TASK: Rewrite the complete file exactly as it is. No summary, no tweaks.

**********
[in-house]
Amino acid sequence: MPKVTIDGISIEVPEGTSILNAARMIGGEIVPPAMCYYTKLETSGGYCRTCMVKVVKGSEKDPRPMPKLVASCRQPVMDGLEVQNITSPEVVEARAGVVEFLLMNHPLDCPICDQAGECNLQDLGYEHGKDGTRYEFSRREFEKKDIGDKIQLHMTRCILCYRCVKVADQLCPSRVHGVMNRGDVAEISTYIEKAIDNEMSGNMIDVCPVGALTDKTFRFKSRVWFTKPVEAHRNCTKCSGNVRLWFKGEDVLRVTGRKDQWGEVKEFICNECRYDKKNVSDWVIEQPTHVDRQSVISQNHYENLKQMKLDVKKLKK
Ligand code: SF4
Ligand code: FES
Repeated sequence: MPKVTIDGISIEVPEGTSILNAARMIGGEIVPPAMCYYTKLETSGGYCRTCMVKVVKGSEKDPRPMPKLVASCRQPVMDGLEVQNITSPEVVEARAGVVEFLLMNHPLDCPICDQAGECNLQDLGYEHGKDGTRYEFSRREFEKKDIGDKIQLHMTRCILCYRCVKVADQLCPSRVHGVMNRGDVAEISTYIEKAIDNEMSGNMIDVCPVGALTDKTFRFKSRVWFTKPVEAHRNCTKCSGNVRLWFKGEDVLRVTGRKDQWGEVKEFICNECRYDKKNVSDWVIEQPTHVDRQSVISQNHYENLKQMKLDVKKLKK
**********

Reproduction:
[in-house]
Amino acid sequence: MPKVTIDGISIEVPEGTSILNAARMIGGEIVPPAMCYYTKLETSGGYCRTCMVKVVKGSEKDPRPMPKLVASCRQPVMDGLEVQNITSPEVVEARAGVVEFLLMNHPLDCPICDQAGECNLQDLGYEHGKDGTRYEFSRREFEKKDIGDKIQLHMTRCILCYRCVKVADQLCPSRVHGVMNRGDVAEISTYIEKAIDNEMSGNMIDVCPVGALTDKTFRFKSRVWFTKPVEAHRNCTKCSGNVRLWFKGEDVLRVTGRKDQWGEVKEFICNECRYDKKNVSDWVIEQPTHVDRQSVISQNHYENLKQMKLDVKKLKK
Ligand code: SF4
Ligand code: FES
Repeated sequence: MPKVTIDGISIEVPEGTSILNAARMIGGEIVPPAMCYYTKLETSGGYCRTCMVKVVKGSEKDPRPMPKLVASCRQPVMDGLEVQNITSPEVVEARAGVVEFLLMNHPLDCPICDQAGECNLQDLGYEHGKDGTRYEFSRREFEKKDIGDKIQLHMTRCILCYRCVKVADQLCPSRVHGVMNRGDVAEISTYIEKAIDNEMSGNMIDVCPVGALTDKTFRFKSRVWFTKPVEAHRNCTKCSGNVRLWFKGEDVLRVTGRKDQWGEVKEFICNECRYDKKNVSDWVIEQPTHVDRQSVISQNHYENLKQMKLDVKKLKK